The Dish: Flour, Salt & Passion

by Catherine Trifiletti

il Canale owner Joe Farruggio works hard to ensure his pizza-loving clientele always leaves satisfied.

© Tony Powell. Il Canale Watermarked

Not all pizza is created equal and that is especially true at il Canale in Georgetown, where owner Joe Farruggio has been serving authentic Neapolitan pizza for more than six years. At this neighborhood favorite, authentic is more than just a buzzword because the restaurant is certified by the Association Vera Pizza Napoletana, an organization that requires restaurateurs to follow strict guidelines to maintain the integrity of true Neapolitan pizza. There are only two other certified pizzerias in the District.

The pizza-policing organization insists that its affiliates use fresh ingredients and proper techniques to create a specific kind of dough and a classic final product. Farruggio proudly upholds its standards, going the extra mile by importing his flour and bufala mozzarella directly from Italy. Ingredients aside, his passion is really what sets his pizza apart from hundreds of other pies you can find in metropolitan Washington.

Farruggio gives his pizzas the kind of attention that could only come from someone who has been in the business for a while — 45 years to be exact. He has been kneading dough and flipping pies since he arrived in the U.S. from Italy in 1970 and began his career working at pizzerias in Manhattan. It was there that he was introduced to out- of-towners constantly griping that there was no good pizza outside of New York.

Farruggio set out to change that in 1978. Taking stock of untapped markets, he opened Joe’s Place Pizza and Pasta in Virginia. In 2010, he began exploring a concept outside his New York style pizza comfort zone. Inspired by a visit to Naples, he decided to take on the challenge of making the iconic Neapolitan pizza, knowing that many try, but few succeed in getting the recipe and process just right.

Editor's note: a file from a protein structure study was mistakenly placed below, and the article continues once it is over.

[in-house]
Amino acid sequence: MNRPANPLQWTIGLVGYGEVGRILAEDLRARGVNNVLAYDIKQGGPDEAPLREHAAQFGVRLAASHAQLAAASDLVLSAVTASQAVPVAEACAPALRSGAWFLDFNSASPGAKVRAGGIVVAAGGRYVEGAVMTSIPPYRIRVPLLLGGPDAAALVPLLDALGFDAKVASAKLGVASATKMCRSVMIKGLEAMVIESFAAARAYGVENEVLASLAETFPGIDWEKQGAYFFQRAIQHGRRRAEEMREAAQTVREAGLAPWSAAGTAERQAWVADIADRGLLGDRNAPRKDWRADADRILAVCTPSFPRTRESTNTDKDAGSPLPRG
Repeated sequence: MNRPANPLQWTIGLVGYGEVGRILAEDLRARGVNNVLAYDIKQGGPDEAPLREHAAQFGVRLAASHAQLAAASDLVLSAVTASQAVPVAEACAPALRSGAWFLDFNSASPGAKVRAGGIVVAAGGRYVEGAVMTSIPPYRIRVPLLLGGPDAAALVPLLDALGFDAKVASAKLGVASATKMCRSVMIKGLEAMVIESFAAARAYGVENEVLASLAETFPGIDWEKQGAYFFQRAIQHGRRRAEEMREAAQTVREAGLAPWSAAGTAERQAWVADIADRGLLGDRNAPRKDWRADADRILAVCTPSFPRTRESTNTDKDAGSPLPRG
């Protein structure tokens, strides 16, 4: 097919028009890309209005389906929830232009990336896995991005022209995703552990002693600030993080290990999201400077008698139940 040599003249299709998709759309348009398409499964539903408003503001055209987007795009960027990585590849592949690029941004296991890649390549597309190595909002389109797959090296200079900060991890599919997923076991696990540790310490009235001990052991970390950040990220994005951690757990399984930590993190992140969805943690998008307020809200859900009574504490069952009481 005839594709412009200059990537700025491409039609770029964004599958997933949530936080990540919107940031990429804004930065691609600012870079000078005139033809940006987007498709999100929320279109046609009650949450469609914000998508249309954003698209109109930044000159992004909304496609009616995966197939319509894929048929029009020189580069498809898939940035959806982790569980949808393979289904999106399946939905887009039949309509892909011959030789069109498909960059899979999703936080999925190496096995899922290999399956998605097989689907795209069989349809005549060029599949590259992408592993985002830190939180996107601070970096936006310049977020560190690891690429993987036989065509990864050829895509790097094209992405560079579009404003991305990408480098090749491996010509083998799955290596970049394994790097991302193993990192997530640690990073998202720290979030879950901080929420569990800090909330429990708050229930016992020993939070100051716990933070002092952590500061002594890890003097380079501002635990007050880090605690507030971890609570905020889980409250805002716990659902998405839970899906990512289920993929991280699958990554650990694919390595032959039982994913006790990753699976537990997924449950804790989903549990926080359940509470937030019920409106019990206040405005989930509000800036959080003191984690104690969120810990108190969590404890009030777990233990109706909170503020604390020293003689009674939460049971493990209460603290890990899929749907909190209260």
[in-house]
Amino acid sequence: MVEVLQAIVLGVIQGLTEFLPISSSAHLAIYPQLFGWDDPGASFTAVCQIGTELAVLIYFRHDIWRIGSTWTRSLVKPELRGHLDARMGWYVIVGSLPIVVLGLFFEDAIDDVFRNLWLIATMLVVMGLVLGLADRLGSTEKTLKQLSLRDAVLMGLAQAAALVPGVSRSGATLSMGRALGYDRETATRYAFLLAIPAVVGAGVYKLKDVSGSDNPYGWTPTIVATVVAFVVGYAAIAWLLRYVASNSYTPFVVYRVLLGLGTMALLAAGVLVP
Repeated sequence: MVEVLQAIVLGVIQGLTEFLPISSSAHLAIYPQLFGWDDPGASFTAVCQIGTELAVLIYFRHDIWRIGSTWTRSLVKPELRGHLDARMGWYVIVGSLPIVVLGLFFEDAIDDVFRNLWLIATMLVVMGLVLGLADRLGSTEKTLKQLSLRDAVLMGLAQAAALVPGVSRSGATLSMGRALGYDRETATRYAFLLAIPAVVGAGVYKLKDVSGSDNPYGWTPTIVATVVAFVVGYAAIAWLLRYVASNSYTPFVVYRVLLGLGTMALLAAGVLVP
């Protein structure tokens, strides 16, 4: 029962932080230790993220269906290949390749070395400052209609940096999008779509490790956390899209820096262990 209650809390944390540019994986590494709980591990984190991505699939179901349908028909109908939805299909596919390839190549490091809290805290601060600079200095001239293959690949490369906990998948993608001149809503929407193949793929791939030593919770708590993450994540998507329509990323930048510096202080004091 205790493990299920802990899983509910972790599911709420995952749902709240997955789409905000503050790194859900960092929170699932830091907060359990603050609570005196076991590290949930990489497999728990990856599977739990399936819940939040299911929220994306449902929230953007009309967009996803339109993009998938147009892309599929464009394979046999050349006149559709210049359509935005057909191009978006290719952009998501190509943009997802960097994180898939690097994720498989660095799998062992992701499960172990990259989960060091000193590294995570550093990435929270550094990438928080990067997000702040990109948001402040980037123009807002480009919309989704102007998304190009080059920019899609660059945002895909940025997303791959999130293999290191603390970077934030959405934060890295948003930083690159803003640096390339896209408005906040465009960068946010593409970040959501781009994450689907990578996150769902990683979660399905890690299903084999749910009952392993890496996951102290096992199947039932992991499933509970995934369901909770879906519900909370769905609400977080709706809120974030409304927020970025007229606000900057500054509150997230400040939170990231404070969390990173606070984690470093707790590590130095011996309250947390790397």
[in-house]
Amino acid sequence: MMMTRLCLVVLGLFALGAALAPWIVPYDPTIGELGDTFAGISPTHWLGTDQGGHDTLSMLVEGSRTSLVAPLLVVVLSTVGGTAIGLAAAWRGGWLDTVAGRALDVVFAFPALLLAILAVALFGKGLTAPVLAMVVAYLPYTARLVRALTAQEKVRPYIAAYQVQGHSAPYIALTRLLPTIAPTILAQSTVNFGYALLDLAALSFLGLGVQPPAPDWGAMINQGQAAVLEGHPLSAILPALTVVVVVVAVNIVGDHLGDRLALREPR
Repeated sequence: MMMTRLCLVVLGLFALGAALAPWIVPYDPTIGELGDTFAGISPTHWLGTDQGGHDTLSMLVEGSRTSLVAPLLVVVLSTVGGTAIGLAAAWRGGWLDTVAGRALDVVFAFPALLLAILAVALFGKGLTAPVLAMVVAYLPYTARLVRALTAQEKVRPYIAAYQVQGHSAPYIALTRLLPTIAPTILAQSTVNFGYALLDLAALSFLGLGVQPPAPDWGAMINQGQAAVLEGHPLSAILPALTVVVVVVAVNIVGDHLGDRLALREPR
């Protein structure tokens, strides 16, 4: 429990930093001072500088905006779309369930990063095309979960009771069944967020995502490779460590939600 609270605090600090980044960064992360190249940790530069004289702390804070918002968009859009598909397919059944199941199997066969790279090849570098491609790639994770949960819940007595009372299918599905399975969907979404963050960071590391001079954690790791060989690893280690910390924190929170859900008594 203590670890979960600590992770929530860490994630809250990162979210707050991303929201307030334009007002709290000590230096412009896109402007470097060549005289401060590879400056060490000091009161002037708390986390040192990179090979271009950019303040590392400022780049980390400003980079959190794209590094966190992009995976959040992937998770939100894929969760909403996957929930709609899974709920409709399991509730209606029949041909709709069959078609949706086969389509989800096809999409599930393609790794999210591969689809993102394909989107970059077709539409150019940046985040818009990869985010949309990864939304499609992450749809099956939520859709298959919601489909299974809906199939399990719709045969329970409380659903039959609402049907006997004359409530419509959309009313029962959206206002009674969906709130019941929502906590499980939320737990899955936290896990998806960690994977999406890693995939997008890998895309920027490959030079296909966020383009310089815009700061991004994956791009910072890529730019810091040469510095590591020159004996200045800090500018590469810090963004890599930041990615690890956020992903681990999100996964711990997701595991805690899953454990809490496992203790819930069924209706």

There is a science behind creating the perfect Neapolitan pie and it starts with the dough. Room temperature water is mixed with fresh local yeast and Double 00 flour then left to ferment in a controlled environment. Between 16 and 30 hours of sitting produces the best outcome for the Neapolitan’s signature “tender and juicy” crust. Farrugio is quick to note that his dough is made fresh daily and never sees the inside of a refrigerator.

Once the dough has set, a fresh San Marzano tomato sauce is spread in an even layer over the pie, along with roughly-torn chunks of bufala mozzarella which Farruggio finds to have more “flavor and body” than a traditional cow’s milk cheese. The pie is topped with fresh basil before being thrown into a wood-burning oven that scorches the crust at temperatures upwards of 800-900 degrees. Since the heat can f luctuate, pizzas need to be monitored and rotated with the utmost care because it only takes between 60 and 90 seconds for the crust to bubble and the cheese to sizzle.

Neapolitans say that the main ingredients of a perfect pizza are “flour, salt and passion” and Farruggio cites that sentiment in his committed pursuit to be the best. “The passion of this work,” he says, “is that everyday we’re trying to make a better pizza.”

This story appeared in the April 2016 issue of Washington Life. 

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